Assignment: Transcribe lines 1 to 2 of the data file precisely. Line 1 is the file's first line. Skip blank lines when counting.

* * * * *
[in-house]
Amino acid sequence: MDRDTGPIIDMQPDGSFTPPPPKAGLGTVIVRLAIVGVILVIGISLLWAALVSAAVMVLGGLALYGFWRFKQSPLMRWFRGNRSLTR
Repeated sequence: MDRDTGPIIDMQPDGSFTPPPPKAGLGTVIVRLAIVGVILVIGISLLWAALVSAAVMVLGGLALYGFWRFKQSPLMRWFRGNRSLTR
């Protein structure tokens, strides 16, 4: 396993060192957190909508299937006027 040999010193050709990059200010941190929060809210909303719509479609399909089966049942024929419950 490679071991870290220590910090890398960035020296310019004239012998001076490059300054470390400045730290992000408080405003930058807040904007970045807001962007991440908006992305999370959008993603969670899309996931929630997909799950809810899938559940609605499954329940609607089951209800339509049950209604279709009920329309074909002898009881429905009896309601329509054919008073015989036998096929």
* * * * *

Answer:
[in-house]
Amino acid sequence: MDRDTGPIIDMQPDGSFTPPPPKAGLGTVIVRLAIVGVILVIGISLLWAALVSAAVMVLGGLALYGFWRFKQSPLMRWFRGNRSLTR